Recently a number of cases have highlighted the role of genes on both the X chromosome and autosomes in the determination of male sex. Four known cases of interstitial deletion of chromosome 10, including this case, have reported abnormalities in male sexual development. Van de Vooren et al (1983) present a 5 year old male with bilateral cryptorchidism , Ray et al (1980 ) present a 1 year old boy with a small penis and Farrell et al (1993) describe a 9 month old male with a small penis. Similarly, terminal deletions of chromosome 10 have been consistently associated with abnormal male genital development ranging in degree from complete sex reversal to micropenis and cryptorchidism ( Wilkie et al 1993, Zatterale et al 1984, Teyssier et al 1992). From this study we conclude that interstitial deletions of chromosome 10 are also associated with abnormal male genital development and add to the growing body of evidence which suggests a role for autosomes in the complex process of sexual development.
Farrell SA, Szymonowicz W, Chow G, et al.: Interstitial deletion of chromosome 10q23:a new case and review. J Med Genet1993:30:248-50.
Glover G, Gabarron J, Lopez Ballester JA.:De novo 10q(q21q22) interstitial deletion. Hum Genet 1987;76:205.
Holden JJ, MacDonald EA.:Brief clinical report: interstitial deletion of the long arm of chromosome 10: del(10)(q11.2q21). Am J Med Genet 1985;20:245-248.
Lobo S, Cervenka J, London A, et al.:Interstitial deletion of 10q: clinical features and literature review. Am J Med Genet 1992;43:701-3.
Mori MA, Gomez-Sabrido F, Diaz de Bustamante A, Pinel I, Martinez-Frias ML.: De novo 10q23 interstitial deletion. J Med Genet;1988;25:209-210.
Ogata T, Muroya K, Matsuo N, et al.:Impaired male sex development in an infant with molecularly defined partial 9p monosomy: implication for a testis forming gene(s) on 9p. J Med Genet 1997;34:331-4.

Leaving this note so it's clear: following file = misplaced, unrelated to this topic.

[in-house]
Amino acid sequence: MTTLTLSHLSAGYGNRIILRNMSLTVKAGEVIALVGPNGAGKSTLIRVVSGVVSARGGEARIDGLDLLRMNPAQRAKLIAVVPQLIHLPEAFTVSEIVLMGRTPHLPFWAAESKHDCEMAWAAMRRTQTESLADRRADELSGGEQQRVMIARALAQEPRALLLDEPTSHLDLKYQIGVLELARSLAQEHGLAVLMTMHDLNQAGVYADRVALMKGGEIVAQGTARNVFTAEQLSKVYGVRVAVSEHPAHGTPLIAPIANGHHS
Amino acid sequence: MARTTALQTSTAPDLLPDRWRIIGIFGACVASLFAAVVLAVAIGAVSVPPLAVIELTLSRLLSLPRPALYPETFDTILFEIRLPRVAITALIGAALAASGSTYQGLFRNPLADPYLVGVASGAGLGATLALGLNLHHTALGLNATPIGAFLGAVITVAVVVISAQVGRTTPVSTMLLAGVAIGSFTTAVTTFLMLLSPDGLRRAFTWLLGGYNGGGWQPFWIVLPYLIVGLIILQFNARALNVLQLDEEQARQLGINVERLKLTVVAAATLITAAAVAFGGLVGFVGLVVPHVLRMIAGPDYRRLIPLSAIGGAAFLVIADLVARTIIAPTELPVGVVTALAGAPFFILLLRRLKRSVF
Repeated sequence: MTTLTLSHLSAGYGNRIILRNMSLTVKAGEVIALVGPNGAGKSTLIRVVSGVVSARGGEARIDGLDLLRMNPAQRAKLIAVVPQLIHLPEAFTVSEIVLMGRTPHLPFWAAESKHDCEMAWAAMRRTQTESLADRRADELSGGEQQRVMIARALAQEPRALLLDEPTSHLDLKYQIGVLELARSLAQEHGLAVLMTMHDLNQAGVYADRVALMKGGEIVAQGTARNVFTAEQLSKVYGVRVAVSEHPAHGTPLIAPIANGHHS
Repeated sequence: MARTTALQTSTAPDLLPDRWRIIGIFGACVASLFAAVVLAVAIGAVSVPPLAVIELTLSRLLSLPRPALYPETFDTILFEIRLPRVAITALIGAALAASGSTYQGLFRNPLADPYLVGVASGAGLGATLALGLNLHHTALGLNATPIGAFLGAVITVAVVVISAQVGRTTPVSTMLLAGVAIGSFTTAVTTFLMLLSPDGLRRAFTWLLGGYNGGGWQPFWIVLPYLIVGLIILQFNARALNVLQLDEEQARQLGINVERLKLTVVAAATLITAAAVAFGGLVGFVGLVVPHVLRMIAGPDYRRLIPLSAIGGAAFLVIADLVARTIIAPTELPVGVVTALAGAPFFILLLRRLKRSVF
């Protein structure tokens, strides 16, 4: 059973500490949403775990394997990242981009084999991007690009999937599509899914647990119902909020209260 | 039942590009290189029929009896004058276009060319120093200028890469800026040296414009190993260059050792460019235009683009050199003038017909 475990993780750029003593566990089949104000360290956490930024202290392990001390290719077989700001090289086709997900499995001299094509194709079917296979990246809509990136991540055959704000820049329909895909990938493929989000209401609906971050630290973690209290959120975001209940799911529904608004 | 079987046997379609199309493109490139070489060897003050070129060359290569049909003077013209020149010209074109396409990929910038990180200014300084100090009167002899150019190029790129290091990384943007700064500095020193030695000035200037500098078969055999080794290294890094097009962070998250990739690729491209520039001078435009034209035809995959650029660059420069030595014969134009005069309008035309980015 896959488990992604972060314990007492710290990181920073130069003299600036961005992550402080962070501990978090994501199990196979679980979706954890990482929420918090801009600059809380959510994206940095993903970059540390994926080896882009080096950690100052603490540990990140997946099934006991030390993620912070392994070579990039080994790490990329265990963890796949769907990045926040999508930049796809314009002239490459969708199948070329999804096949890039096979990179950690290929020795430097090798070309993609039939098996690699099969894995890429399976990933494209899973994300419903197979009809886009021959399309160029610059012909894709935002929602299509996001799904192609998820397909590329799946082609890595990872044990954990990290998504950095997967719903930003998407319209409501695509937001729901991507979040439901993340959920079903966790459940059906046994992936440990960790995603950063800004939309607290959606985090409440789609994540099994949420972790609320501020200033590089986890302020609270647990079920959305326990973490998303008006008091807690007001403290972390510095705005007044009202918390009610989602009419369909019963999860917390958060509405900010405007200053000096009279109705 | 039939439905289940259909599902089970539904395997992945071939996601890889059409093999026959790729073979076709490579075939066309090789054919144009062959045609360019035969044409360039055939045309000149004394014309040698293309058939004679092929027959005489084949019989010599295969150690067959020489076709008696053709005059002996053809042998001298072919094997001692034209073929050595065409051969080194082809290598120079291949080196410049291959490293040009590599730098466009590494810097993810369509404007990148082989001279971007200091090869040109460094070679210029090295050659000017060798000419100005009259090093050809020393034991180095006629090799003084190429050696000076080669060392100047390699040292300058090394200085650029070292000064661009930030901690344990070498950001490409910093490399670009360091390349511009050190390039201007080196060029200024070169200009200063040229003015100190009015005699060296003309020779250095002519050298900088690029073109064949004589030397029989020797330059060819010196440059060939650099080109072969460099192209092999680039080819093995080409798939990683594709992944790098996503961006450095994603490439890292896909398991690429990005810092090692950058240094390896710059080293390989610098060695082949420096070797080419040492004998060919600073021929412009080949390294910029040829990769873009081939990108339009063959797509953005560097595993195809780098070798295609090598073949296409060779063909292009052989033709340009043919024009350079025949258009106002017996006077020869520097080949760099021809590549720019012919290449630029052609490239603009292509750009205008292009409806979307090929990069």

Ray M, Hunter AG, Josifek K: Interstitial deletion of the long arm of chromosome 10. Ann Génét 1980;23:103-4.
Shapiro SD, Hansen KL, Pasztor LM, DiLiberti JH, Jorgenson RJ, Young RS, Moore CM.:Deletions of the long arm of chromosome 10. Am J Med Genet1985;20:181-196.
Rooney DE, Williams K, Coleman DV, Habel A.: A case of interstitial deletion of 10q25.2----q26.1. J Med Genet 1989;26:58-60.
Van de Vooren MJ, Planteydt HT, Hagemeijer A, et al.:Familial balanced insertion (5; 10) and monosomy and trisomy (10) (q24.2----q25.3). Clin Genet 1984;25:52-8.
Wilkie AO, Campbell FM, Daubeney P, et al. Complete and partial XY sex reversal associated with terminal deletion of 10q: report of 2 cases and literature review. Am J Med Genet.1993;46:597-600.
Zenger-Hain JL, Roberson J, Van Dyke DL, Weiss L.: Interstitial deletion of chromosome 10, del(10) (q11.2q22.1) in a boy with developmental delay and multiple congenital anomalies. Am J Med Genet1993;46:438-440.
(originally published in Journal of the Faculty of Education and Human Scineces, Yokohama National University. The Educational Sciences. Vol.4.p169-173 and reprinted inJournal of disability and medico-pedagogy Vol3.2001:p21-24)